North Shore Rescue is on track for another record year of calls, which means another incoming appeal to look at professionalizing the service.
Team leader Mike Danks says crews have taken 90 calls so far in 2016 – which is the typical average for an entire year. Last year was the busiest they’ve ever had, responding to a total of 139 calls.
He says with trails growing busier every year, turning the team from volunteers to paid professionals is worth looking into.
The province recently injected $10 million into BC Search and Rescue, but Danks says it was a one-time payment, not a long-term solution.
Danks says people exploring B.C. trails often underestimate the risks that come along with it.
“The thing with our local mountains is you can be quite remote very quickly, and I think a lot of people don’t anticipate that and our trail network is pretty vast as well.”
That’s exactly what happened Saturday night when two female hikers found themselves 3-4 kilometers further north than they had planned. Danks says they were lost and unprepared, which led to a rescue team of 12 people staying out all night to retrieve them.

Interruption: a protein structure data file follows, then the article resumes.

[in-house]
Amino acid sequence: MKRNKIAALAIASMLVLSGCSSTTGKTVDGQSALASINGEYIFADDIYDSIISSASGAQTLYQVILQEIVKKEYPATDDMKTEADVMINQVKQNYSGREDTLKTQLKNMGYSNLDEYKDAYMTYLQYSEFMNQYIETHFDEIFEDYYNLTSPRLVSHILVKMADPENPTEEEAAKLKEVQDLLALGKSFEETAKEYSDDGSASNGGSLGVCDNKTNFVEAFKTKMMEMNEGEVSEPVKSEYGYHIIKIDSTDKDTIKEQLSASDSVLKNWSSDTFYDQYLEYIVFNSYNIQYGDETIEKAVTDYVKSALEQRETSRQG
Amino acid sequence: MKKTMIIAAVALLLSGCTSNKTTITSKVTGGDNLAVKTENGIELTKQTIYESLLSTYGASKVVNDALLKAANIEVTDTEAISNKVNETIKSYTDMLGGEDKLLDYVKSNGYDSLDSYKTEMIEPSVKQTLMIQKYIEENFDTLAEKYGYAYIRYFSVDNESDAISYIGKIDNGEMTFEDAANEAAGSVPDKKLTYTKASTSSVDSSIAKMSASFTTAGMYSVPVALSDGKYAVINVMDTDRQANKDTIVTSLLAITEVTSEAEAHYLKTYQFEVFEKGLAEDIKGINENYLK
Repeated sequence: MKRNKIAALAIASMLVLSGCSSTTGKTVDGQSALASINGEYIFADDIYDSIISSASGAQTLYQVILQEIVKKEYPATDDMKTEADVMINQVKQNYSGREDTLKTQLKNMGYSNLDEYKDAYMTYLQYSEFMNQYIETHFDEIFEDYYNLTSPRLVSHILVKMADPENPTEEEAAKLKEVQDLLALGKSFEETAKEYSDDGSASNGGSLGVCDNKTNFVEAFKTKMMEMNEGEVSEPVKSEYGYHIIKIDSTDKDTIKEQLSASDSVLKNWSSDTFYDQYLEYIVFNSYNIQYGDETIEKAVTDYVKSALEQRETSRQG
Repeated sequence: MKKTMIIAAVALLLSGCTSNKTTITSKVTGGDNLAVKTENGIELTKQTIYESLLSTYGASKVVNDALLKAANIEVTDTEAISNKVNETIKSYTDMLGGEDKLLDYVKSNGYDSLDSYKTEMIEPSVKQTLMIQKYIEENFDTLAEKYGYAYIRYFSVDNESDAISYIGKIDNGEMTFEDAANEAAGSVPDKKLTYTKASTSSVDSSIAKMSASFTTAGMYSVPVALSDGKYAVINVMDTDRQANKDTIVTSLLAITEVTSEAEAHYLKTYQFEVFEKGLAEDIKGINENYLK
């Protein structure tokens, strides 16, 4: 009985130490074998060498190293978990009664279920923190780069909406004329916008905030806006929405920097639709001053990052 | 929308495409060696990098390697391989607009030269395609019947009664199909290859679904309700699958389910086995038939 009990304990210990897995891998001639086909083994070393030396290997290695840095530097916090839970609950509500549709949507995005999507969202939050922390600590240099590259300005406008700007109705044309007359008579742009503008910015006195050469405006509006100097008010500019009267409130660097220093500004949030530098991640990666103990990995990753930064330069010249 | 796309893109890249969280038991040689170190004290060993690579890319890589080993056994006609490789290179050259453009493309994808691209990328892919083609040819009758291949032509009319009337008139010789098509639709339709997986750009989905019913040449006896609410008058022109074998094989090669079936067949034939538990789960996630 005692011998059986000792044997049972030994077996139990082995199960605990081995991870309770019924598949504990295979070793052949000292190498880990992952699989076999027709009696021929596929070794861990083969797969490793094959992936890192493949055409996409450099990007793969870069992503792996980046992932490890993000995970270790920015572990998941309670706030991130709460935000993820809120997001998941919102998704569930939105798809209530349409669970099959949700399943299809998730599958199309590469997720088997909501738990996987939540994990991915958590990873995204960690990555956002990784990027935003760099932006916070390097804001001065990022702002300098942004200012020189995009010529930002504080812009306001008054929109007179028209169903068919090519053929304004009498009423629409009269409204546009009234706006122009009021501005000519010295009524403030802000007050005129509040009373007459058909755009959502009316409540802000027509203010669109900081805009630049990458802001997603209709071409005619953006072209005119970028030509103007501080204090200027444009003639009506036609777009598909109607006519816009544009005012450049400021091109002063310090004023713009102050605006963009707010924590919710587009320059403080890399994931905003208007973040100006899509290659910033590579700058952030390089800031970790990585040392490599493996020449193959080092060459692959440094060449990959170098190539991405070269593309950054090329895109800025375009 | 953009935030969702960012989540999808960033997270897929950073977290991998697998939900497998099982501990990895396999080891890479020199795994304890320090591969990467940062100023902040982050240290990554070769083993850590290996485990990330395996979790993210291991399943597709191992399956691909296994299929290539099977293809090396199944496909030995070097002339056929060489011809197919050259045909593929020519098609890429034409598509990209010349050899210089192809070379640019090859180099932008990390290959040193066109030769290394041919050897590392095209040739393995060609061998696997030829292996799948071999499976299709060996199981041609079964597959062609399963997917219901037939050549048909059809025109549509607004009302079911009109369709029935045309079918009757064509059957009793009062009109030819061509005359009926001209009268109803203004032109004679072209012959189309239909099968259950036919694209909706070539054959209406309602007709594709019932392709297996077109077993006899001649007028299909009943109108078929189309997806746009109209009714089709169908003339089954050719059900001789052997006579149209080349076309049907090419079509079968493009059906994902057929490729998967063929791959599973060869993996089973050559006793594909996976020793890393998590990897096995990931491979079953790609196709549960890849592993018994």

So what should change?
“It’s not a really simply, straight forward thing to implement and I think as a team we’re going to be having our general meeting in September and it’ll be a topic of discussion to see how this could potentially work for North Shore Rescue. I think another important thing to consider is all the other teams in the province are volunteer teams, we all have the same struggles with sustainable funding and I really hope it wouldn’t just be something for North Shore Rescue, it’d be a much broader funding model that would cover all the teams.”
Jon McComb asks, if the provincial government is teaming up with the tourism industry to draw more people to B.C.’s great outdoors, shouldn’t looking after much needed rescue services become more of a priority?
Danks says, definitely.
“The amount the call volume is increasing in the last couple years, its not sustainable for volunteers to continue at this rate.”